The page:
|Title||:||Antoinette Sibley: The Authorized Biography|
|Publisher||:||Hutchinson 1St Edition edition January 1, 1986|
|Number of Pages||:||280 pages|
|File Size||:||896 KB|
|Status||:||Available For Download|
|Last checked||:||21 Minutes ago!|
Antoinette Sibley: The Authorized Biography Reviews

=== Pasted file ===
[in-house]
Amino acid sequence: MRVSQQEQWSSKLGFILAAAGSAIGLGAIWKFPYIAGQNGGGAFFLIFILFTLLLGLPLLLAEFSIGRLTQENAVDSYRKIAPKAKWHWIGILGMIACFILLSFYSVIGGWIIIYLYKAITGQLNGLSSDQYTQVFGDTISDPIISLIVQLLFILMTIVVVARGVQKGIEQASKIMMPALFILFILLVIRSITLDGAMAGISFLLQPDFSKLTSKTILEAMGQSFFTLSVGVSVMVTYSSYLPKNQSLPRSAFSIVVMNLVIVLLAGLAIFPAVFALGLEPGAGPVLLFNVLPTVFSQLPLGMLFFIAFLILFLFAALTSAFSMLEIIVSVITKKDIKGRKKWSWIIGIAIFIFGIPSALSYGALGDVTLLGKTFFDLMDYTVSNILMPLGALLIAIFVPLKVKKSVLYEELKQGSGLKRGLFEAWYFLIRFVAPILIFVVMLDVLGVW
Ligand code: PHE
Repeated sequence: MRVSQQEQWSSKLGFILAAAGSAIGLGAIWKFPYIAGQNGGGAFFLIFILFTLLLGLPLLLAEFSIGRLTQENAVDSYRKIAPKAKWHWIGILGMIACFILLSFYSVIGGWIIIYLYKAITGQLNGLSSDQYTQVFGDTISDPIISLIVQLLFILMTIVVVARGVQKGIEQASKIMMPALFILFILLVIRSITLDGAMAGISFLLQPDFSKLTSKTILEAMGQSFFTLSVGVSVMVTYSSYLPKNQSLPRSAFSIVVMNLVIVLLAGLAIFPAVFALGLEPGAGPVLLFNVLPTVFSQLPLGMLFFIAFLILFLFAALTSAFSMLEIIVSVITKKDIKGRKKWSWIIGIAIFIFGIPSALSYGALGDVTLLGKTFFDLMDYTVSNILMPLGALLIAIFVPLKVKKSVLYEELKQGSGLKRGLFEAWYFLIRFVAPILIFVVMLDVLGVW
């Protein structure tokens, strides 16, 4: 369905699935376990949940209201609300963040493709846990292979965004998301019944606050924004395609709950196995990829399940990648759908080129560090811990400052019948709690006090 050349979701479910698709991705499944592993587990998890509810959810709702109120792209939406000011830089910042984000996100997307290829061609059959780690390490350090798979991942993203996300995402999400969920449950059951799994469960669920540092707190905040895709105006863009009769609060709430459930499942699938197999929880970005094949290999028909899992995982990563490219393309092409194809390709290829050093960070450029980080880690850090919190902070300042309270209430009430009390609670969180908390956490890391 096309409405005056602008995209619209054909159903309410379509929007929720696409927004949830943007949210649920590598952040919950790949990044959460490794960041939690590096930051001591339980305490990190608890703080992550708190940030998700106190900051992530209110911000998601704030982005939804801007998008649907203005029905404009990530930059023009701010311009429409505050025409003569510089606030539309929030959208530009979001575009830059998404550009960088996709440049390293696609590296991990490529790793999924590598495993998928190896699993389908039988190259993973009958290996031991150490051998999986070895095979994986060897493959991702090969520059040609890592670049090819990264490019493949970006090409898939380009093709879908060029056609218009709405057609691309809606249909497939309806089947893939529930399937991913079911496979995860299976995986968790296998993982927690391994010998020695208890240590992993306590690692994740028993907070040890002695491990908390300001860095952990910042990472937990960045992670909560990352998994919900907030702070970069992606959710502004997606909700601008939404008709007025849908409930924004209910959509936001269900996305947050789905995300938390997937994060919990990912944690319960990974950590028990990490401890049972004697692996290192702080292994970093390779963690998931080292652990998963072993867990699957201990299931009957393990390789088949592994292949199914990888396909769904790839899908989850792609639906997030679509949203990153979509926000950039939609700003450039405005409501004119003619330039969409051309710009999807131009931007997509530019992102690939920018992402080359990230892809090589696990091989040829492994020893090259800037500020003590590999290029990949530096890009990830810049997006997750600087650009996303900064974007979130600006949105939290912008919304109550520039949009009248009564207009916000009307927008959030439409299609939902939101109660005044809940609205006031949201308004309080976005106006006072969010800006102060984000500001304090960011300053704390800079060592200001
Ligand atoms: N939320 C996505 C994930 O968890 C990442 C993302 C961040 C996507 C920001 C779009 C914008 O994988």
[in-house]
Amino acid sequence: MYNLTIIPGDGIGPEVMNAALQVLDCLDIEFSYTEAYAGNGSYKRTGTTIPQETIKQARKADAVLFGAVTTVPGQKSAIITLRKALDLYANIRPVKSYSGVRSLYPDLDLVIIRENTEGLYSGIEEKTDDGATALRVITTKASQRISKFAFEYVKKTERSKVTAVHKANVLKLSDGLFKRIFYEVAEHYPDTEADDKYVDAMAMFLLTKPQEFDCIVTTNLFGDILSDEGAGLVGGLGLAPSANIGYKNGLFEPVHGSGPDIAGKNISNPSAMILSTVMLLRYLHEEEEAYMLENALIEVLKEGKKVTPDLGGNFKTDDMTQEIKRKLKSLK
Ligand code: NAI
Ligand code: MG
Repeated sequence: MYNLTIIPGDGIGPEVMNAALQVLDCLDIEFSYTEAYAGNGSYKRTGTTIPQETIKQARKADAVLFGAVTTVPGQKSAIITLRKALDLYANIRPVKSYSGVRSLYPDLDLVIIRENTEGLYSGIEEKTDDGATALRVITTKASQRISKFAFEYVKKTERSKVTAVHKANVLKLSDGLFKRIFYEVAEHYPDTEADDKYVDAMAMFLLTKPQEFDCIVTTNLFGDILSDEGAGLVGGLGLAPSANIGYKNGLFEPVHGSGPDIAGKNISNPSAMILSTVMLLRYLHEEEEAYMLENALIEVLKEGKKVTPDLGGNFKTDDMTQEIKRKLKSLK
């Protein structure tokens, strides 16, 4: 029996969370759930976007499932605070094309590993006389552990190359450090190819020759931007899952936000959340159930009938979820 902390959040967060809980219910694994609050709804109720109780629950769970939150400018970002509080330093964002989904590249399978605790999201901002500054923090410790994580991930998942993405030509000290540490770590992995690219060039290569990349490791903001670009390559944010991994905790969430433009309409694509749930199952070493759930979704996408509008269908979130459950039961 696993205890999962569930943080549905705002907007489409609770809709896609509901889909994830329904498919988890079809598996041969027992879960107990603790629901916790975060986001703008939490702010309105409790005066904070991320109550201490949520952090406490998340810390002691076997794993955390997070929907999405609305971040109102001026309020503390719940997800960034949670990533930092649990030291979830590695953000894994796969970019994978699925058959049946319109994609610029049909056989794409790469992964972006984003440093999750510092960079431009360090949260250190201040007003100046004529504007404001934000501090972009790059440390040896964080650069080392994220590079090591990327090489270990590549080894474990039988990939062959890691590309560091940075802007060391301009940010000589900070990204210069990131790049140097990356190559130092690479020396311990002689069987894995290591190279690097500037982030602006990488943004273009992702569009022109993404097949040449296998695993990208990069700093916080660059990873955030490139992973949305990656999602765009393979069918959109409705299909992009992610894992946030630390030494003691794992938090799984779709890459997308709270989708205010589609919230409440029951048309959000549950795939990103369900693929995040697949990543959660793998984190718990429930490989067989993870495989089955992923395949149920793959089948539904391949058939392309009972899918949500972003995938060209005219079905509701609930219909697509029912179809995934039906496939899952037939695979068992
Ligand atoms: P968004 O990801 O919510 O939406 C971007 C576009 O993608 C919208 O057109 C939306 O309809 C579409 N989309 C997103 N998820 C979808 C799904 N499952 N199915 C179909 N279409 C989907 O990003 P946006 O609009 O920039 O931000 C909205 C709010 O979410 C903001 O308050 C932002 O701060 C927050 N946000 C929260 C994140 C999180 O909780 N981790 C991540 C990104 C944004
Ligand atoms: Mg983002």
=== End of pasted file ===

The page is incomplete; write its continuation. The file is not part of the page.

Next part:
I found this book by chance holidaying at a friend's house. After an hour's skimming I decided to read it all the way through but at the end found myself wanting to revisit whole chunks. The book has all the frailties of a working ballerina all over it, and for some that might be irksome. But given the period in which Antoinette Sibley became one of the greatest English ballerinas of her generation, the absolute prima, Margot Fonteyn, dominated the British scene. What is remarkable is Sibley's range of roles, her insight into her increasing emotional excitation and the stress that generated for her and her colleagues, and her ability to put it into perspective, despite rarely feeling entirely confident. The telling of her life is warts and all at times, at other times subtle and gentle, especially about the best teachers of her youth and early career. Oh yes, and where she speaks about the great choreographer Frederick Ashton, and her most adored partner Anthony Dowell. No other ballet biography of this kind has been so clean and straightforward, except perhaps Rudi Van Danzig's biography of his friendship with Rudolf Nureyev. I think this is book to help any creative or interpretative artist grow up, at any time of a life, or at least be grown up about his or herself in relation to their chosen field of art, and all that being an performing artist entails.